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On the ninth day of the Navratri celebrations, Ayudha Pooja is celebrated in Karnataka, where all the instruments of the household or shop are gathered together in one place and consecrated before the patron deity. This practice was carried out since the time of kings, briefly stopped during the British rule, and was reintroduced by the Wodeyars of Mysore.
The practice of anointing instruments is believed to have originated during the Kurukshethra war, when Arjuna placed his weapons in the Shami tree before using them in the war. He won the war after doing this, and so people do the same to their household objects believing that it holds great significance to their prosperity and success.
People in Karnataka apply turmeric and vermillion on household objects Image credit: wikimedia commons
During the time of the kings, weapons were gathered in one place, mounted on a royal elephant and taken to the patron temple. Here they would be rubbed with turmeric and vermillion, placed in the sanctum for a day, and retrieved on the last day of the Dasara festival. Even today, at the Mysore Palace, this is the practice. The palace weapons are taken to the nearby Chamundeshwari temple, where they are sanctified. They are brought back the next day and worshipped while they are hung on the palace walls. This is significant to the fact that the demon Mahishasura was slain with weapons blessed by goddess Chamundeshwari.
Offering prayers for books is believed to promote success in the acquisition of knowledge and wealth Image credit: wikimedia commons
In the villages of Karnataka, the sanctification process begins with the sacrifice of sheep. The blood of the animal is smeared on instruments that are imperative to livelihood, like bullock carts, farm equipment and so on. In the cities, vehicles, devices, and are prayed for and blessed, to express gratitude for their working. Ayudha Pooja is always observed the day before the final day of celebration, Vijayadashmi.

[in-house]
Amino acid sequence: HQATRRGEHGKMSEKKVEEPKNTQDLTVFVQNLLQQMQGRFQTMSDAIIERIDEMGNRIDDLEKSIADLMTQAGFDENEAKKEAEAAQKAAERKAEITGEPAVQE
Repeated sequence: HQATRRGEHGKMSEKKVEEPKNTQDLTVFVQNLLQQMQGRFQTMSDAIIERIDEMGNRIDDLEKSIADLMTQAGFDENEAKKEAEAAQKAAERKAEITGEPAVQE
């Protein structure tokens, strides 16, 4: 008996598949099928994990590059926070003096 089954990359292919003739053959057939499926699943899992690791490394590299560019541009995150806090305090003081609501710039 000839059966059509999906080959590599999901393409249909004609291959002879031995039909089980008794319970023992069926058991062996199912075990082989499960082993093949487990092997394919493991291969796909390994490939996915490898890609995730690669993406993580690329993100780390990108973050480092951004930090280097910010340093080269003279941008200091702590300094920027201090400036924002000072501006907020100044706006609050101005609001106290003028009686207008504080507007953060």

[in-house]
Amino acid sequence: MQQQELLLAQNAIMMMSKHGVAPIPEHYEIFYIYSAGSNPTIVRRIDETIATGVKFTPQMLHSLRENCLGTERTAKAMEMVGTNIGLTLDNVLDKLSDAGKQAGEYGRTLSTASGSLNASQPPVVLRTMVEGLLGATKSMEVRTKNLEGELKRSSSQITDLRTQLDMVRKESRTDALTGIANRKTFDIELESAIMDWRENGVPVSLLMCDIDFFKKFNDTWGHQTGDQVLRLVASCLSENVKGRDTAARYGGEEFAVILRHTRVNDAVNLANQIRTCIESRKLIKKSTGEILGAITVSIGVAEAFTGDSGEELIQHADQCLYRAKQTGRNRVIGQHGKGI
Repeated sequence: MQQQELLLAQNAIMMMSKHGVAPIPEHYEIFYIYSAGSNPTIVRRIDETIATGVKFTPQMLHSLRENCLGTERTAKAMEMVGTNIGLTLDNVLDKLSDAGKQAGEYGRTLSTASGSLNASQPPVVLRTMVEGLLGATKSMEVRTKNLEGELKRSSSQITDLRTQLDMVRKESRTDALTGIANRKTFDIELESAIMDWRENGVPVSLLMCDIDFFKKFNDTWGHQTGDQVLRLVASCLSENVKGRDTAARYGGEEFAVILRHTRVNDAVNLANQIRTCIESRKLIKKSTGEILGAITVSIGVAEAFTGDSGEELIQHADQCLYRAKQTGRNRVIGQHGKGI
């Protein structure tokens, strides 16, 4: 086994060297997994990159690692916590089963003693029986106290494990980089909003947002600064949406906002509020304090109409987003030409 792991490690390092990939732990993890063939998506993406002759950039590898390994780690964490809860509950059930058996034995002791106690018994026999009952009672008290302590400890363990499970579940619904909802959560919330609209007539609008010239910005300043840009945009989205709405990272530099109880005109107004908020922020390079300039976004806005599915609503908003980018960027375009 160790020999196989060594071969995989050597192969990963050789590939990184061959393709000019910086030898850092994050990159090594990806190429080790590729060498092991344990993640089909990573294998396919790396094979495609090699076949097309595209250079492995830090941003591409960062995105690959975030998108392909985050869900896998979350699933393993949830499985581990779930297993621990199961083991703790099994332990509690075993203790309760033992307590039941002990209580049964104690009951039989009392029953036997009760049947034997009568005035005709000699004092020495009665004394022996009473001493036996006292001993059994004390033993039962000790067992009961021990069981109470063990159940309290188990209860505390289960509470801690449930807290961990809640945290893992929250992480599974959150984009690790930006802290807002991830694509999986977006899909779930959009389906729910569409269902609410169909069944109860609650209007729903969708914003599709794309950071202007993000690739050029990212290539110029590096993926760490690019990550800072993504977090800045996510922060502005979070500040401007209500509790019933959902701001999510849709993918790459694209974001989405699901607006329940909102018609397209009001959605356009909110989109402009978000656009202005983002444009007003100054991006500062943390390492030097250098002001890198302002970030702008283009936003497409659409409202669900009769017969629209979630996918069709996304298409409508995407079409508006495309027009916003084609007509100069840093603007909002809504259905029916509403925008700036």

Keywords: Ayudha Pooja, Navratri, Dasara, Mysore, Karnataka, Vijayadashmi
Golden Chariot is a luxury train that runs in most parts of South India, as part of Karnataka Tourism. Originally dubbed 'Palace on Wheels', this venture began when an MoU was signed between the state tourism department and the Indian Railways.
This luxury train service began officially, in 2008. It took 900 layouts to design, and 200 carpenters working on the cabins. It currently has 44 cabins in 11 coaches, which are themed after the 11 dynasties of Karnataka, namely Hoysala, Kadamba, Rashtrakuta, Ganga, Chalukya, Bahamani, Adil Shahi, Sangama, Satavahana, Yadukula, and Vijayanagara.
The Golden Chariot was awarded Asia's Leading Luxury Train at the World Travel Awards Image source: wikimedia commons
The train is painted golden and purple, with the emblem of an elephant-headed lion, which is a mythical animal. The colours signify the elegance and golden jubilee of the state of Karnataka. It is named after the historical Stone Chariot in Hampi. It was inaugurated with a ceremonial flag given by President Prathiba Patil on its maiden voyage from Bangalore to Goa.
The train has all the facilities a five-star ambiance would have. There is live television, wi-fi, USB enables devices, spas, gyms, and air conditioning. The hospitality services are handled by Mapple Group, which runs a hotel and resorts chain.The voyage covers parts of Karnataka, Kerala, Tamil Nadu, and Goa. It lasts for two weeks on a fixed itinerary
The voyage covers parts of Karnataka, Kerala, Tamil Nadu, and Goa. It lasts for two weeks on a fixed itinerary. Image source: wikimedia commons
The voyage covers parts of Karnataka, Kerala, Tamil Nadu, and Goa. It lasts for two weeks on a fixed itinerary. Jewels of the South, Pride of Karnataka, and Glimpses of Karnataka are the three sub-journey packages available. Once on the train, South India becomes accessible through world class amenities which offer the best possible travel experience. The Golden Chariot usually arrives and departs from Yeshwanthpur Railway Station in Bengaluru.